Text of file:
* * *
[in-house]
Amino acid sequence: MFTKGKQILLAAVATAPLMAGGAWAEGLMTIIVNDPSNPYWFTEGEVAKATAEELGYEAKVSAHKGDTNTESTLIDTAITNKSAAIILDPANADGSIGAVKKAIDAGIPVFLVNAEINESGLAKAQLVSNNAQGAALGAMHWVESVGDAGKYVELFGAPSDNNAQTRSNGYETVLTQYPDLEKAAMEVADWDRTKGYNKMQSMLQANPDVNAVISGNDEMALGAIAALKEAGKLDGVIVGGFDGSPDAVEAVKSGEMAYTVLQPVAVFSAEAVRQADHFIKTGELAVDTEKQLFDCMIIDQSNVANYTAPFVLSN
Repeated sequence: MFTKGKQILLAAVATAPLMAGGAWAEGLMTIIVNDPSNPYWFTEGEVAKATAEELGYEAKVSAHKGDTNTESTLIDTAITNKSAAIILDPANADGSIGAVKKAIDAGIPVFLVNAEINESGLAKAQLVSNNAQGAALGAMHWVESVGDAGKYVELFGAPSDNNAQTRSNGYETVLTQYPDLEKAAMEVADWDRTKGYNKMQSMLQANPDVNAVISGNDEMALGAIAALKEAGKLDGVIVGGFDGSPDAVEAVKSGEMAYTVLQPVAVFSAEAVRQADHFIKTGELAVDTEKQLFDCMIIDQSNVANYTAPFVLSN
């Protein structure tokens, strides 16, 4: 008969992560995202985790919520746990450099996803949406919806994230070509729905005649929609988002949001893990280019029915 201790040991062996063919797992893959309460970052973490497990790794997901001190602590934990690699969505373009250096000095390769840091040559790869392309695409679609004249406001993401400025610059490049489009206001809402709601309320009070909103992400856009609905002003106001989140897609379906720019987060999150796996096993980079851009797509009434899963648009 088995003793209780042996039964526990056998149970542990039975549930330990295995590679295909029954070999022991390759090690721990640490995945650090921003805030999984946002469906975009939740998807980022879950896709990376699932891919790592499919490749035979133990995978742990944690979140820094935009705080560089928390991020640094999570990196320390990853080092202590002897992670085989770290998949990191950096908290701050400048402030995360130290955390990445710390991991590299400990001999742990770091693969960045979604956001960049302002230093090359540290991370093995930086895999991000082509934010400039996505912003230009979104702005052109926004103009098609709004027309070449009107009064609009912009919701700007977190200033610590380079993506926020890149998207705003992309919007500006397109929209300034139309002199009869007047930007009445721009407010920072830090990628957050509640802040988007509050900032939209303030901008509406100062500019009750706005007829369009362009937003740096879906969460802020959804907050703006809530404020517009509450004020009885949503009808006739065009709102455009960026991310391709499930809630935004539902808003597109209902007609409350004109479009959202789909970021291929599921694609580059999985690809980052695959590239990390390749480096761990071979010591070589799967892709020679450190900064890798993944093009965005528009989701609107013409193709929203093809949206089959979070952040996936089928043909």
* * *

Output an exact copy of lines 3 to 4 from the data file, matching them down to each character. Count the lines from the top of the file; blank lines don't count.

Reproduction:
Repeated sequence: MFTKGKQILLAAVATAPLMAGGAWAEGLMTIIVNDPSNPYWFTEGEVAKATAEELGYEAKVSAHKGDTNTESTLIDTAITNKSAAIILDPANADGSIGAVKKAIDAGIPVFLVNAEINESGLAKAQLVSNNAQGAALGAMHWVESVGDAGKYVELFGAPSDNNAQTRSNGYETVLTQYPDLEKAAMEVADWDRTKGYNKMQSMLQANPDVNAVISGNDEMALGAIAALKEAGKLDGVIVGGFDGSPDAVEAVKSGEMAYTVLQPVAVFSAEAVRQADHFIKTGELAVDTEKQLFDCMIIDQSNVANYTAPFVLSN
């Protein structure tokens, strides 16, 4: 008969992560995202985790919520746990450099996803949406919806994230070509729905005649929609988002949001893990280019029915 201790040991062996063919797992893959309460970052973490497990790794997901001190602590934990690699969505373009250096000095390769840091040559790869392309695409679609004249406001993401400025610059490049489009206001809402709601309320009070909103992400856009609905002003106001989140897609379906720019987060999150796996096993980079851009797509009434899963648009 088995003793209780042996039964526990056998149970542990039975549930330990295995590679295909029954070999022991390759090690721990640490995945650090921003805030999984946002469906975009939740998807980022879950896709990376699932891919790592499919490749035979133990995978742990944690979140820094935009705080560089928390991020640094999570990196320390990853080092202590002897992670085989770290998949990191950096908290701050400048402030995360130290955390990445710390991991590299400990001999742990770091693969960045979604956001960049302002230093090359540290991370093995930086895999991000082509934010400039996505912003230009979104702005052109926004103009098609709004027309070449009107009064609009912009919701700007977190200033610590380079993506926020890149998207705003992309919007500006397109929209300034139309002199009869007047930007009445721009407010920072830090990628957050509640802040988007509050900032939209303030901008509406100062500019009750706005007829369009362009937003740096879906969460802020959804907050703006809530404020517009509450004020009885949503009808006739065009709102455009960026991310391709499930809630935004539902808003597109209902007609409350004109479009959202789909970021291929599921694609580059999985690809980052695959590239990390390749480096761990071979010591070589799967892709020679450190900064890798993944093009965005528009989701609107013409193709929203093809949206089959979070952040996936089928043909």